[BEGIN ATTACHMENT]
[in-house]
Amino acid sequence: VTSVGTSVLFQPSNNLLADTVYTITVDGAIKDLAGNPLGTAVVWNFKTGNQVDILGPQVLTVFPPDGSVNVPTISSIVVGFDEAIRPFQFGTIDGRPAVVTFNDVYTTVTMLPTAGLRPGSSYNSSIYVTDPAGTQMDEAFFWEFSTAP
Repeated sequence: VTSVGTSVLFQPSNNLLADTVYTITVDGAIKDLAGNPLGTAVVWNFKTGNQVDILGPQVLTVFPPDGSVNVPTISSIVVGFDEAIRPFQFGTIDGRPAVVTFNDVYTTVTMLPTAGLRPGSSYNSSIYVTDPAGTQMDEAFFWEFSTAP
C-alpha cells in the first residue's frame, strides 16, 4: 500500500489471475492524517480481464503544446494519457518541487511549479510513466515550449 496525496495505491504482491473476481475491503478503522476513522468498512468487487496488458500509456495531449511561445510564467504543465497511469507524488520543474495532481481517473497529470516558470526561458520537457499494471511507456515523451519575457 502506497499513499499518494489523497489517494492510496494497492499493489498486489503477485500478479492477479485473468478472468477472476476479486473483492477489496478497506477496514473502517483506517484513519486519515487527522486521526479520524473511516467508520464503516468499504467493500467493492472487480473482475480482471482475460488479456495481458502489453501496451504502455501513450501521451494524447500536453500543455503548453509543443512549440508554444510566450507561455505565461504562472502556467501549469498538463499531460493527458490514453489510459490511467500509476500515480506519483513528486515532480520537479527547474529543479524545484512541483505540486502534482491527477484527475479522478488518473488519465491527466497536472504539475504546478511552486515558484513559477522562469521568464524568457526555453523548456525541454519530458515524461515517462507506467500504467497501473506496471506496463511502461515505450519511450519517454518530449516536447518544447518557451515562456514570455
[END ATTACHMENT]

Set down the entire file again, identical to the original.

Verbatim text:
[in-house]
Amino acid sequence: VTSVGTSVLFQPSNNLLADTVYTITVDGAIKDLAGNPLGTAVVWNFKTGNQVDILGPQVLTVFPPDGSVNVPTISSIVVGFDEAIRPFQFGTIDGRPAVVTFNDVYTTVTMLPTAGLRPGSSYNSSIYVTDPAGTQMDEAFFWEFSTAP
Repeated sequence: VTSVGTSVLFQPSNNLLADTVYTITVDGAIKDLAGNPLGTAVVWNFKTGNQVDILGPQVLTVFPPDGSVNVPTISSIVVGFDEAIRPFQFGTIDGRPAVVTFNDVYTTVTMLPTAGLRPGSSYNSSIYVTDPAGTQMDEAFFWEFSTAP
C-alpha cells in the first residue's frame, strides 16, 4: 500500500489471475492524517480481464503544446494519457518541487511549479510513466515550449 496525496495505491504482491473476481475491503478503522476513522468498512468487487496488458500509456495531449511561445510564467504543465497511469507524488520543474495532481481517473497529470516558470526561458520537457499494471511507456515523451519575457 502506497499513499499518494489523497489517494492510496494497492499493489498486489503477485500478479492477479485473468478472468477472476476479486473483492477489496478497506477496514473502517483506517484513519486519515487527522486521526479520524473511516467508520464503516468499504467493500467493492472487480473482475480482471482475460488479456495481458502489453501496451504502455501513450501521451494524447500536453500543455503548453509543443512549440508554444510566450507561455505565461504562472502556467501549469498538463499531460493527458490514453489510459490511467500509476500515480506519483513528486515532480520537479527547474529543479524545484512541483505540486502534482491527477484527475479522478488518473488519465491527466497536472504539475504546478511552486515558484513559477522562469521568464524568457526555453523548456525541454519530458515524461515517462507506467500504467497501473506496471506496463511502461515505450519511450519517454518530449516536447518544447518557451515562456514570455